One Teacher Crushes School Spirit

Advertisement

Editor:

The week of May 16 through May 20 was School Spirit Week at one particular elementary school in the Payson Unified School District.

There were designated days that the students could show their school spirit by dressing up on that particular day as outlined in a notice sent home to parents. The notice stated the subject of the spirit for that day, “pajama day” or “wacky hair day” etc. Students showed their spirit by dressing accordingly.

Sounds like fun, huh? Well, it should have been, for all the students. That’s what the notice said; right?

Not so, it seems that individual teachers could determine that it is not right for their class and forbid this schoolwide-promoted activity in their classroom. One problem, no notice was sent to the parents of that classroom by this rogue teacher.

Students started showing up to this classroom and immediately got reprimanded.

Girls in pajamas are sent to the principal’s office and told that they could not be in class. Imagine walking down the halls to the principal’s office and seeing the other students all dressed the same way you are and yet you are the one in trouble.

Think about this: boys coming to school for wacky hair day and arrive to this classroom and are immediately sent to the principal’s office. It turns out that one of the boys was forced to have his hair washed out in the sink by an aide. The other boy was forced to sit backward in the classroom and every time he turned around to pay attention to what the teacher was saying, he was told to turn back around. It seems like strong actions for third-graders, doing what they thought was right.

These students were now targets for the other students to ridicule. They were bad kids. They just did what all the other students in any other class were doing.

There was a call made to one parent by the principal and when it was pointed out that they were only doing what the notice had outlined, the principal informed the parent that this particular teacher did not allow this in her classroom. The parent, noticeably more than upset by this time, pointed out that this particular teacher never informed the parents of her individual action. The principal apologized to this parent and said that there would be no disciplinary action.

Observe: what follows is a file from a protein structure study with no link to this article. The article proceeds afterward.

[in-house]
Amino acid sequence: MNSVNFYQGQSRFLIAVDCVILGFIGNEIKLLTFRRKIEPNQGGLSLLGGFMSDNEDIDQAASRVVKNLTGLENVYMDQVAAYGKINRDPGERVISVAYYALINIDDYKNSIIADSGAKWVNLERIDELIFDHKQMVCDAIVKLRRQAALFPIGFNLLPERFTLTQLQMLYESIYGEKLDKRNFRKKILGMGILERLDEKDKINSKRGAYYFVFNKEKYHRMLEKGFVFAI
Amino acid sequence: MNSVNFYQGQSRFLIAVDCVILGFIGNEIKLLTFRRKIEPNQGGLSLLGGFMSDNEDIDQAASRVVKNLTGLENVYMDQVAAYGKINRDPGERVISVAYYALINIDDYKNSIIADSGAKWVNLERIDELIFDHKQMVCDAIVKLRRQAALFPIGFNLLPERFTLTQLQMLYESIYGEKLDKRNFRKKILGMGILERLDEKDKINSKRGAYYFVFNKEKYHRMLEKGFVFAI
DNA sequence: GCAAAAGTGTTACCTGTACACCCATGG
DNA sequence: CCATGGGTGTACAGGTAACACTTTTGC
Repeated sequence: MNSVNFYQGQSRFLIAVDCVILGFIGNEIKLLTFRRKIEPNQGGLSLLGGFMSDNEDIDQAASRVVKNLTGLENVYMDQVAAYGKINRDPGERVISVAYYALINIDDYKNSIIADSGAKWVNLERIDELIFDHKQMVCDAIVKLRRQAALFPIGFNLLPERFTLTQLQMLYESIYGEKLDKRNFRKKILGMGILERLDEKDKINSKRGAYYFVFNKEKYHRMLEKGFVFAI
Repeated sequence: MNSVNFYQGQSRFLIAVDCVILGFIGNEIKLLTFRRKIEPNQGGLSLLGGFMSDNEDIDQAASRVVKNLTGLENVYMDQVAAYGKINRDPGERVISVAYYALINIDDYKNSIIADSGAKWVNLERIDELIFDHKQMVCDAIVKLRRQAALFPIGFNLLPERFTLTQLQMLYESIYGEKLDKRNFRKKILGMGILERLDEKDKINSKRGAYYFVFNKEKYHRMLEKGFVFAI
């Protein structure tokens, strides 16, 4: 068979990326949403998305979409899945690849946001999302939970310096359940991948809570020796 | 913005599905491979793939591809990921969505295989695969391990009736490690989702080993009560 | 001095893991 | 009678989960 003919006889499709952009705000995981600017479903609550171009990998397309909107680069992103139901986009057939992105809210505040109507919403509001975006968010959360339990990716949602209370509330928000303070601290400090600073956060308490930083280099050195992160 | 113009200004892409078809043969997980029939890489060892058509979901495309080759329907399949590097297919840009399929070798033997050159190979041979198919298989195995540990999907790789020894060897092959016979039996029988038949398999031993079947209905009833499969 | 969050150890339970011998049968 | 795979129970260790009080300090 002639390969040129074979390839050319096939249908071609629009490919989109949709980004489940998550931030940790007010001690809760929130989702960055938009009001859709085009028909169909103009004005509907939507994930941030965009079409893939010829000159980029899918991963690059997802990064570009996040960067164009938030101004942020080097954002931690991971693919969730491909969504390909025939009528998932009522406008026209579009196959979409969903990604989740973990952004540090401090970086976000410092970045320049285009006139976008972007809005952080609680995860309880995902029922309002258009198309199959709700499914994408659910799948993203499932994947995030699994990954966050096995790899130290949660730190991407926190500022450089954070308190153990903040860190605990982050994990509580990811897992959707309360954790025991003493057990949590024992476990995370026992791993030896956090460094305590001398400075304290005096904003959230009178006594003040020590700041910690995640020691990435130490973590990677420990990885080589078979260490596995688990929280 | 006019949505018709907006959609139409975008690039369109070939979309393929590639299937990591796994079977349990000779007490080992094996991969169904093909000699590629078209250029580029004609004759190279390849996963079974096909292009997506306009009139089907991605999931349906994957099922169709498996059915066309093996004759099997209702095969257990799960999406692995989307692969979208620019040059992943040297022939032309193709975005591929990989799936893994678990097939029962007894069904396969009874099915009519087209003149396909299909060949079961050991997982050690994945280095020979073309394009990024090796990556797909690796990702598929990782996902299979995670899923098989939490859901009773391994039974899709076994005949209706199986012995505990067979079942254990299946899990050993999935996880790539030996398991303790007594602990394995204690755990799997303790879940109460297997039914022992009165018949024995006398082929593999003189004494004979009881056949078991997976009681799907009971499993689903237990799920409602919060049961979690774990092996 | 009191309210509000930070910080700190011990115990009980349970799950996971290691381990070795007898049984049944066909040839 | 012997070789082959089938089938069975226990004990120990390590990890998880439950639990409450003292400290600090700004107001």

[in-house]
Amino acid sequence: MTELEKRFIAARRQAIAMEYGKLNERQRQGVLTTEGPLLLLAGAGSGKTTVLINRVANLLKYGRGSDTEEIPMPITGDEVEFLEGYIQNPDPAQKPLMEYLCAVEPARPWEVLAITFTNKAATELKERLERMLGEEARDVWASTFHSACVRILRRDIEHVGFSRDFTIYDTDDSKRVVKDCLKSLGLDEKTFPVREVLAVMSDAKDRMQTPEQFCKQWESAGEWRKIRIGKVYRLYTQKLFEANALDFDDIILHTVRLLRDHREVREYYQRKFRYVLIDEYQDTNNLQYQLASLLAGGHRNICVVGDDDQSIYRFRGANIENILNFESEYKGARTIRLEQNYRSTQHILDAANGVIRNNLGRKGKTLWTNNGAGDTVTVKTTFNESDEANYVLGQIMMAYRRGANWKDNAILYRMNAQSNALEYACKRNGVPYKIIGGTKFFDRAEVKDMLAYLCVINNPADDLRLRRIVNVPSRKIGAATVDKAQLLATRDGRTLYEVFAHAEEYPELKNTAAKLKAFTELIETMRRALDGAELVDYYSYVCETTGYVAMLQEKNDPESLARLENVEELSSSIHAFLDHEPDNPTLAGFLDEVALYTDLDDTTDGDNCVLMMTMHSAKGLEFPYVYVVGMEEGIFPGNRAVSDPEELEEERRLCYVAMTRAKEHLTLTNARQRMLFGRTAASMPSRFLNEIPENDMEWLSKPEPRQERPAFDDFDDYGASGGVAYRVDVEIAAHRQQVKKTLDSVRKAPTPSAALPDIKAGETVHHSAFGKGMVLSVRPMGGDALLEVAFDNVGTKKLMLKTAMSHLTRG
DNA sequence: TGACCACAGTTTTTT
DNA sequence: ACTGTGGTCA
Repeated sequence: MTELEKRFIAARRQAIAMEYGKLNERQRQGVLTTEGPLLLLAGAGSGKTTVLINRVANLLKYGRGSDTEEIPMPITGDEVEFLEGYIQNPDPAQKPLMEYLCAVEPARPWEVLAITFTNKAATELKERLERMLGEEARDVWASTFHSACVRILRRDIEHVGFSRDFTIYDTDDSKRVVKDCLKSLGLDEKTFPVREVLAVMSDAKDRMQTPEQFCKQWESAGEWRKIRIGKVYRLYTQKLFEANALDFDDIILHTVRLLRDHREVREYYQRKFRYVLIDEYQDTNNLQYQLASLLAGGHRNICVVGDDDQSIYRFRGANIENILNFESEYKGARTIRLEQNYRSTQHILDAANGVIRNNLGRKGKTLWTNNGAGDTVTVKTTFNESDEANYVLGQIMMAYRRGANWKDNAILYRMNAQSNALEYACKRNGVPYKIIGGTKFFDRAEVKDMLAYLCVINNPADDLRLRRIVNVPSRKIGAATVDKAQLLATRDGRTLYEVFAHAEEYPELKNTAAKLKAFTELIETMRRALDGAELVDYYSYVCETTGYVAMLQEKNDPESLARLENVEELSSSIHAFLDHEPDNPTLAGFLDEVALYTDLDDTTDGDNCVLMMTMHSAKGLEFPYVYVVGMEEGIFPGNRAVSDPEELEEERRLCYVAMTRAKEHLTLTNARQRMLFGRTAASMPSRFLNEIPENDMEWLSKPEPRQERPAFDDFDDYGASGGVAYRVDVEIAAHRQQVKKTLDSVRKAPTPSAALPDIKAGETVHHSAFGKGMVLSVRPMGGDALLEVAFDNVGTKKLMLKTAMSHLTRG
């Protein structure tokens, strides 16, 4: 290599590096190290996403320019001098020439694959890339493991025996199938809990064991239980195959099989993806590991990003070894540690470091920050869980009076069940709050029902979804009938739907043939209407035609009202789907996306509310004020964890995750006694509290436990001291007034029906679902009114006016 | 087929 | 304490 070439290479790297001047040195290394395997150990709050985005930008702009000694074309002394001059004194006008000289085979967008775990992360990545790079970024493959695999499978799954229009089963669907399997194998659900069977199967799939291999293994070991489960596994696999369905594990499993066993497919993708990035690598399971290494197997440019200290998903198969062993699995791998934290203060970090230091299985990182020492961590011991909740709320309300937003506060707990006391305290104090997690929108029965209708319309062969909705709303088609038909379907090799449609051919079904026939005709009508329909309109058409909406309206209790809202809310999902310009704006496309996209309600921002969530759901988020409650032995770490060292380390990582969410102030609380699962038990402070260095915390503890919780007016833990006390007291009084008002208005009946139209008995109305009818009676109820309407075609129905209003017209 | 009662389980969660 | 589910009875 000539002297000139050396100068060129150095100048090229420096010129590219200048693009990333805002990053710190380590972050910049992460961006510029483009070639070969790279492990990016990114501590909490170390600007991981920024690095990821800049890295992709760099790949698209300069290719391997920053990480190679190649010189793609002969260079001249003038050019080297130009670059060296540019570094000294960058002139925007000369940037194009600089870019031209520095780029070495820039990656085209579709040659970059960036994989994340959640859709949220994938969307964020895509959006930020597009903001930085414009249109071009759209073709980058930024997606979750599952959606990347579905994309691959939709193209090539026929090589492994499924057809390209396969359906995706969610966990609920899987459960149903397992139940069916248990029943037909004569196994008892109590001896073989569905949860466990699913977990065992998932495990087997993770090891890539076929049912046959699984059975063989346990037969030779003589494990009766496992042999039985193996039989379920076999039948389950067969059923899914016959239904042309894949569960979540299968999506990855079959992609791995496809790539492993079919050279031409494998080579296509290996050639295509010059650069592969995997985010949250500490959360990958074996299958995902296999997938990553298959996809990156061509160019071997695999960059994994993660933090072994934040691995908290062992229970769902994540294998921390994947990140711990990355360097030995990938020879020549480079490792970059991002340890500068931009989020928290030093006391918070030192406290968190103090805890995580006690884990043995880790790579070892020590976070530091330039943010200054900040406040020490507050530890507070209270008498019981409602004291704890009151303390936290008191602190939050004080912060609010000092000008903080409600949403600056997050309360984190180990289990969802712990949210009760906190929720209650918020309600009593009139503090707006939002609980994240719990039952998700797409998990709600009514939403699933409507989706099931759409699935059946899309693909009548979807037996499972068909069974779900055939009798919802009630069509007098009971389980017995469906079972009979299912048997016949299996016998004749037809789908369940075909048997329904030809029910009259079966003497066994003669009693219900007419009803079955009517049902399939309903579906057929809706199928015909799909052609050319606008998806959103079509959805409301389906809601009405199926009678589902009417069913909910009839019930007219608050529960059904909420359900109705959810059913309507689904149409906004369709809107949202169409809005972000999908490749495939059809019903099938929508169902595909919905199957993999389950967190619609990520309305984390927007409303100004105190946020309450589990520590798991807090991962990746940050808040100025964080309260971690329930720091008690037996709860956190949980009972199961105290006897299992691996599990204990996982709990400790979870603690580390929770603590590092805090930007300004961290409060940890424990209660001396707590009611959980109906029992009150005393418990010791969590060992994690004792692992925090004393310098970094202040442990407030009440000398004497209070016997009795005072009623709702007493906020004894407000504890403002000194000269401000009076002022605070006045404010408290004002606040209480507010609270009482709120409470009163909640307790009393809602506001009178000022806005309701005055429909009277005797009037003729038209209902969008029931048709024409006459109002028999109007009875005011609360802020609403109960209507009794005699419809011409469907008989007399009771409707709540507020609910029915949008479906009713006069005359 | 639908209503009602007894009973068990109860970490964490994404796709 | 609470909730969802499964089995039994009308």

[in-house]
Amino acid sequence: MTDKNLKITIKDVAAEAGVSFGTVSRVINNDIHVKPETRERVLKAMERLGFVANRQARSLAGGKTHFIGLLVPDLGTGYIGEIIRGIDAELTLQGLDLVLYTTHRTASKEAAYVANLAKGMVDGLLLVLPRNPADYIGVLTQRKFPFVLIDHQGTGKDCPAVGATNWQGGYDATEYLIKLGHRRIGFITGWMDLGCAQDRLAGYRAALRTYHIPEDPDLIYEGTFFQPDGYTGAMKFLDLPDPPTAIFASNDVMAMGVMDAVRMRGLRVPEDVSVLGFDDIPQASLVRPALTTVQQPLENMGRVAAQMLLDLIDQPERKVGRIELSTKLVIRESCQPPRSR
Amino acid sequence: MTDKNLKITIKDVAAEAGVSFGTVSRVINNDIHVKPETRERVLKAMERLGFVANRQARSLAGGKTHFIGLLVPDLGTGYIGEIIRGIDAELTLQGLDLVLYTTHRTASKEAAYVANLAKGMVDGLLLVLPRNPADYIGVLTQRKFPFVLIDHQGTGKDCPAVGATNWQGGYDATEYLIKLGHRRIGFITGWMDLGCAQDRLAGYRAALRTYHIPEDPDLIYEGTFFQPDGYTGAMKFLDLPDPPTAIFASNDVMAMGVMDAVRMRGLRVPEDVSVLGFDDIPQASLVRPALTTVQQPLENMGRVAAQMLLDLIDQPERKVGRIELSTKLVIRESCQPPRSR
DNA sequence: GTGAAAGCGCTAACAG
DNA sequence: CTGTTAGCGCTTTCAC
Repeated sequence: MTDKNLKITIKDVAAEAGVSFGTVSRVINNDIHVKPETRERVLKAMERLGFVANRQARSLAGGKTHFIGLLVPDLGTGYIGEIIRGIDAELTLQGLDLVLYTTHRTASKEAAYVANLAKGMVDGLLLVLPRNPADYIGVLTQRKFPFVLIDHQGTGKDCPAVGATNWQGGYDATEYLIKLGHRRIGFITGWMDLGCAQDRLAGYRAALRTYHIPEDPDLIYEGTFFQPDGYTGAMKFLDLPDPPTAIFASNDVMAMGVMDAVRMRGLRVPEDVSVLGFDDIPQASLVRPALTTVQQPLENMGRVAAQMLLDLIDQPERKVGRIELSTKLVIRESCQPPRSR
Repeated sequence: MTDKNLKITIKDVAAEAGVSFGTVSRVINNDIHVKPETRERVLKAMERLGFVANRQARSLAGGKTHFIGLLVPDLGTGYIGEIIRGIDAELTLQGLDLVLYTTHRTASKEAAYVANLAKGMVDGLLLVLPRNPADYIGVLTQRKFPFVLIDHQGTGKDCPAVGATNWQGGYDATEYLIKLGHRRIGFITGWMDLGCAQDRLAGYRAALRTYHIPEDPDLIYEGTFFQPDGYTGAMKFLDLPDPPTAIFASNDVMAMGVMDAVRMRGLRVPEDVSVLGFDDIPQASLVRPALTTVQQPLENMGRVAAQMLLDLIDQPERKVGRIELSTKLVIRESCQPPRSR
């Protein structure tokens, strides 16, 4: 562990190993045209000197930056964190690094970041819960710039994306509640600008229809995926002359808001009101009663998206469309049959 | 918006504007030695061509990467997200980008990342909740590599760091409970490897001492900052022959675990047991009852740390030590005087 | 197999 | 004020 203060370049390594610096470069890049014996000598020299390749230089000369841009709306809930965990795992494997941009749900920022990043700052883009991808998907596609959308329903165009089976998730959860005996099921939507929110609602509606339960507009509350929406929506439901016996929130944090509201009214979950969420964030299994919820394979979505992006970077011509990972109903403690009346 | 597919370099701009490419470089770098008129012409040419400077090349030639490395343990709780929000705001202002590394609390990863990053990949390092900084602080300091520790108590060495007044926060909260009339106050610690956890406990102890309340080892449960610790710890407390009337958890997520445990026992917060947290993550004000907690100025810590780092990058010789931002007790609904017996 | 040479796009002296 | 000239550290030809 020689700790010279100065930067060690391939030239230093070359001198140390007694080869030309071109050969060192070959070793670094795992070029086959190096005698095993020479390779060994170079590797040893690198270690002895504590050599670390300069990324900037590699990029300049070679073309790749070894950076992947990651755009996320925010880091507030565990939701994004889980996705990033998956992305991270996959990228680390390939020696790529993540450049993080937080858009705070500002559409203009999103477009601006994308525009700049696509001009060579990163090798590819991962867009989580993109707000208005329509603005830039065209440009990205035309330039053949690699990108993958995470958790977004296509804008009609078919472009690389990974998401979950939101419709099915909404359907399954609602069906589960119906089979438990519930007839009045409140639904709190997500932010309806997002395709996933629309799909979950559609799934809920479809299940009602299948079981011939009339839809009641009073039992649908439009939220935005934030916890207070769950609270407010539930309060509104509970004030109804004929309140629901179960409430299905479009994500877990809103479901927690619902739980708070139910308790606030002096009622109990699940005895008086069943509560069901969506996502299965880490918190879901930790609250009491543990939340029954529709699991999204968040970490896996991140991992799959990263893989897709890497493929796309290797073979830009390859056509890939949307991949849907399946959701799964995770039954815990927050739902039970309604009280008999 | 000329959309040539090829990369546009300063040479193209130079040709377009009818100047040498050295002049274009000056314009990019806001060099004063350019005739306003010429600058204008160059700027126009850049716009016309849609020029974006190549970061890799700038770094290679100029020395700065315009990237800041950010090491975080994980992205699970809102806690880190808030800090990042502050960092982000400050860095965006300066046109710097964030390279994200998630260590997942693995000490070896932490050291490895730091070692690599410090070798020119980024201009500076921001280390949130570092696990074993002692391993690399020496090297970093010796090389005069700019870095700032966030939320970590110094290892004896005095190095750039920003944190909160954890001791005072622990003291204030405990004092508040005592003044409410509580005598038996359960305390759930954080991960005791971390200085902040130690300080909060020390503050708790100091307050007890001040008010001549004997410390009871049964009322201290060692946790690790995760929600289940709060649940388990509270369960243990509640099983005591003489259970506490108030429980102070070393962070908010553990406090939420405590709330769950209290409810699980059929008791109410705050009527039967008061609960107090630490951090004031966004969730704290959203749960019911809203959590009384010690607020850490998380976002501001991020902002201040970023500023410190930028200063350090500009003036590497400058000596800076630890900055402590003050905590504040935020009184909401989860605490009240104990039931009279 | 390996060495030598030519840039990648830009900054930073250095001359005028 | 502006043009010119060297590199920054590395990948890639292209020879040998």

Wrong! Her child was the one forced to sit backward in the classroom. He was made to pull the tag on his name to show one step of disciplinary action in the classroom. These children were from families with several children in the household going to the same school. One could participate and have fun preparing for the next day’s activities while the other could only look on, wishing that they could do the same.

Hmm, school spirit?

I wonder what these kids are really learning; are they learning to like school? Are they learning team spirit and getting along together by participating in a unified activity?

Or, are they just learning to fear authority (rogue teachers) and their misguided, self-serving, I can do what I want in my classroom attitude? Sometimes I wonder if some of this rebellion we find in schools now could be rooted in this kind of authority.

Don’t call a unified activity and then allow individual authorities (rogue teachers) to pick and choose accordingly. The young minds they are responsible for just can’t comprehend the underlying reasons for their actions, especially when everyone else in the school is doing the exact same thing they got in trouble for.

Are the individuals that govern Payson Unified School District, who are the ultimate authority over these teachers, aware that these students and parents that were discriminated against?

I think public apologies should be made to the students as well as the parents in this matter. This would be one step forward in teaching these discriminated against students that adults and authority figures do make mistakes and readily accept responsibility for the humiliation that the students as well as the parents felt.

Tom and Micheale Franey

Comments

Use the comment form below to begin a discussion about this content.

Requires free registration

Posting comments requires a free account and verification.